5 Replies Latest reply on Oct 25, 2017 4:12 PM by Bill McEachern

    Numerical Difficulties - Thermal Loads

    Ian Deller

      I am trying to run a steady state thermal analysis on a circuit board. I have...

      - Defined the materials for all components

      - Established contact sets for the thermal resistances between components

      - Established a bonded global contact

      - Defined the temperature of the base plate the model rests on

      - Defined the heat power of the multiple circuit components

      - Meshed the assembly using mesh controls, Jacobian points, & compatible mesh

       

      When I run the study I receive an error saying "The Iterative Solver stopped. Numerical difficulties (Preconditioning failed) Please check thermal loads folder. No results saved."

       

      I noticed that the icon next to one of the heat power loads is black and white while the remaining loads are red. (maybe this is a clue to the issue).

       

      I've read forum posts about numerical difficulties with static loads, but didn't find much about thermal loads. Do you have any recommendations on how to determine which thermal load is causing the issue?

       

      Unfortunately, I am not able to share the files.

       

      -Ian

        • Re: Numerical Difficulties - Thermal Loads
          Bill McEachern

          If it was me I would switch to the sparse solver and if the model is large use the draft or first order elements - they are fine for heat transfer. If the sparse craps out then you have a modeling error.

            • Re: Numerical Difficulties - Thermal Loads
              Ian Deller

              Thank you for the speedy response.

               

              I used the sparse solver and the simulation was able to complete, but the results are definitely not what I expected/believe. All of the heat producing elements are in the quadrillion degrees Celsius while other elements are in the negative trillion degrees Celsius. The model does not show any heat transfer from the heat sources to the surrounding mass.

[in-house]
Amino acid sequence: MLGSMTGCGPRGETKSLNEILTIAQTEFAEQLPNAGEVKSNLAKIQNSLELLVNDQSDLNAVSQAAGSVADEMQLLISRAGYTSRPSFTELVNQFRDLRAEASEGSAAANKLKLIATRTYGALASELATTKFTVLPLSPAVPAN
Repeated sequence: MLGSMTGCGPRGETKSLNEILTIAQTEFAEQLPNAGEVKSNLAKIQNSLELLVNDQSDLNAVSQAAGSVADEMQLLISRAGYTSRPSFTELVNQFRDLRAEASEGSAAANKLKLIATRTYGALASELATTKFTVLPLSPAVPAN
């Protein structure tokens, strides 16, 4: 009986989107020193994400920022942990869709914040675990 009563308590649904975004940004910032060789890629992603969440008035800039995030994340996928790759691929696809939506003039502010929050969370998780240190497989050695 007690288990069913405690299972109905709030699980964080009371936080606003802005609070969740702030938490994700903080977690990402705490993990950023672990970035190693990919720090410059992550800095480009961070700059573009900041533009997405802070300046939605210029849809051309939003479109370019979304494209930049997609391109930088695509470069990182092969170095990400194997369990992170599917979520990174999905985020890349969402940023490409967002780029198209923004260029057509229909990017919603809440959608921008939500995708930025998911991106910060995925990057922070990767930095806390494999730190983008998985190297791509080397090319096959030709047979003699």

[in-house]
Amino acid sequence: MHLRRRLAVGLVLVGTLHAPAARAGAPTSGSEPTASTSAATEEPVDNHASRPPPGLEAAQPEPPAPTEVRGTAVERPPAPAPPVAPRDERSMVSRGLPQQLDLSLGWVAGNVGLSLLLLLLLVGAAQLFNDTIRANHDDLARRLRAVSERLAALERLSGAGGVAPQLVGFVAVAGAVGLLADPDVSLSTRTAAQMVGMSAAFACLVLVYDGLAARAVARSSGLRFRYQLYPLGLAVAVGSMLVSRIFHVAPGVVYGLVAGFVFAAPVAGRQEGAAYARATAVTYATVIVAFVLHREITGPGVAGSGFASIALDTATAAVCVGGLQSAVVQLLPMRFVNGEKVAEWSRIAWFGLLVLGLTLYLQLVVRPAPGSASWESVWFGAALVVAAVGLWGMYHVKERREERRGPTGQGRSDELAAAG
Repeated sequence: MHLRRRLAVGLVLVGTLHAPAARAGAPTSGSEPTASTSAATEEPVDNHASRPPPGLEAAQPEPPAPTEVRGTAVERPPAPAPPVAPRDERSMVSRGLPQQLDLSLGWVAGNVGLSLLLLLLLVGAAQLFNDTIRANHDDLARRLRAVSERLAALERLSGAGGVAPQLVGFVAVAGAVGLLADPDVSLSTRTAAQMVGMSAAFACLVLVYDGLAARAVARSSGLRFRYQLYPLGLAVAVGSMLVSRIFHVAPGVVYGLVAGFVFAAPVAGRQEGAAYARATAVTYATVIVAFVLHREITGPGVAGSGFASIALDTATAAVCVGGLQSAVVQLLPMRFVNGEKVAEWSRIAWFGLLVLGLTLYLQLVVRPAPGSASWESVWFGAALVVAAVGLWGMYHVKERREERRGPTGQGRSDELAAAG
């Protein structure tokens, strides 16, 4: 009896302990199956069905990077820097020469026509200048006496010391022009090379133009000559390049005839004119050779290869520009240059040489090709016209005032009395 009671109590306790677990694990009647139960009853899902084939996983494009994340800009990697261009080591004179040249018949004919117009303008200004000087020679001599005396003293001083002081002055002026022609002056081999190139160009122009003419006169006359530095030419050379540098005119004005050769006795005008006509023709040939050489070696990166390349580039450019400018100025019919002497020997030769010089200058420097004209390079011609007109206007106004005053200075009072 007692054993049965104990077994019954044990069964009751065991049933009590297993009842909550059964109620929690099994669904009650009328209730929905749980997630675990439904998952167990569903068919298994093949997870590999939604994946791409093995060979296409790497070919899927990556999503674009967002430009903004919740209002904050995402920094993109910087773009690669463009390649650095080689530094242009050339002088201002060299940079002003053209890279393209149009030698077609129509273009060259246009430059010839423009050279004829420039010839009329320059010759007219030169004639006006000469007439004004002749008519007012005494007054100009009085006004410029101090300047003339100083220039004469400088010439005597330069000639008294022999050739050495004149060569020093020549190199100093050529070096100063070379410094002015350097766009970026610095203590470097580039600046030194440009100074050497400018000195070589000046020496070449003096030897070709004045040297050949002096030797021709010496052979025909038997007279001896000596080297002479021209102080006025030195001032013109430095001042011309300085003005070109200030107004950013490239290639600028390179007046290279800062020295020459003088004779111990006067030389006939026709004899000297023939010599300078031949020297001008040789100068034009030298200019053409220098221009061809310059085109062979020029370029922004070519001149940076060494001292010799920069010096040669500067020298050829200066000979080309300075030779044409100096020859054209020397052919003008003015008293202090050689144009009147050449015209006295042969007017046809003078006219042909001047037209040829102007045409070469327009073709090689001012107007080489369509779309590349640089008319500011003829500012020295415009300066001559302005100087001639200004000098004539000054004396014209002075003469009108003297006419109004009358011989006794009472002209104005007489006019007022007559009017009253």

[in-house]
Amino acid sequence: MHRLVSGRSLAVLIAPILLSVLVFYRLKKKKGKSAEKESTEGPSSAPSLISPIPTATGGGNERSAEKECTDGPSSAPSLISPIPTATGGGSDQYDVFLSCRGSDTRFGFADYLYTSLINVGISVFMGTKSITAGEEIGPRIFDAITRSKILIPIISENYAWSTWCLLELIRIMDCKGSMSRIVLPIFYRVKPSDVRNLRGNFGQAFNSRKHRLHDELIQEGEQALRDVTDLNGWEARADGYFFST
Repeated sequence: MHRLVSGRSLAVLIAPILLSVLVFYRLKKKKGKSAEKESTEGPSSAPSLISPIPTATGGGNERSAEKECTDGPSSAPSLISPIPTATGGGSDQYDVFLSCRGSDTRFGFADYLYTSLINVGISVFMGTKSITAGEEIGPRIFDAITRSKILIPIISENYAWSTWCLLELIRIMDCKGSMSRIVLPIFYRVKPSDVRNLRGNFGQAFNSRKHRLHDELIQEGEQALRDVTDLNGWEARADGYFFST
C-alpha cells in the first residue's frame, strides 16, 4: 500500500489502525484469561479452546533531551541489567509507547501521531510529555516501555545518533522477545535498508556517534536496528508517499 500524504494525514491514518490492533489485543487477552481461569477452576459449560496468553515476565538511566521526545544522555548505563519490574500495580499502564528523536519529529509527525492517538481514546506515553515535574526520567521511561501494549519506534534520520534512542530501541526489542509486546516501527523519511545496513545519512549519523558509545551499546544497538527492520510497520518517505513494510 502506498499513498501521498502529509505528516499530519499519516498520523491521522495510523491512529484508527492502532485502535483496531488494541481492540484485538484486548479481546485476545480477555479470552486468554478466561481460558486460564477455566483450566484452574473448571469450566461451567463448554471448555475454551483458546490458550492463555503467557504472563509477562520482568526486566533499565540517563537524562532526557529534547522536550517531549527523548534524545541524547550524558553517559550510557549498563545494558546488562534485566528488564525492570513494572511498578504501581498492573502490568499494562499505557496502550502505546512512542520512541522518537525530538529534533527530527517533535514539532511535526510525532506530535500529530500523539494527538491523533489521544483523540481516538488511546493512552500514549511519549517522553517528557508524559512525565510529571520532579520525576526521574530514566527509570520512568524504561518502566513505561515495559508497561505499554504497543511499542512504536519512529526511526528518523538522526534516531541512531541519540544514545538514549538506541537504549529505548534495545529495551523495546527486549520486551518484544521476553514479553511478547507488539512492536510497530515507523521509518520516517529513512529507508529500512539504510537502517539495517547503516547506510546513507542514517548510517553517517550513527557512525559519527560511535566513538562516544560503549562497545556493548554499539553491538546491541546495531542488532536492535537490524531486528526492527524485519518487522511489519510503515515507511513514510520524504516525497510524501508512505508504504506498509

Interesting note: 2 of the heat sources are showing up as a large negative temperature. They are in a group of other identical heat sources. 4 of the 6 heat sources are showing as a large positive temperature, but these 2 are showing as large negative temperatures.

               

              I'm sure I have something set up improperly. Any ideas where I should start to check?

                • Re: Numerical Difficulties - Thermal Loads
                  Bill McEachern

                  high temperatures usually indicate that things are not touching - no path to remove the heat - so your components are not touching even though you think they are. You can check in the interference detection tool by toggling on the treat coincidence as interference. Fix those and run it again and see what you get.

                    • Re: Numerical Difficulties - Thermal Loads
                      Ian Deller

                      You hit the nail on the head again.

                       

                      There are a few missing interferences that I will clear up. I'm considering creating a simplified model with cubes instead of detailed chips with all of the connectors modeled. This should make tracking down all the interferences more manageable.

                       

                      Thanks for all your help.

                        • Re: Numerical Difficulties - Thermal Loads
                          Bill McEachern

                          blocks are the way to go. Export the model as a parasolid, fix all the components and then you can make new configurations of blocks and then they are stay in the same positions. Of course you have to fix all the non coincidences but hey it is sometime easier than dealing with all the feature and mate overhead, especially when you start simplifying. Depends on the model.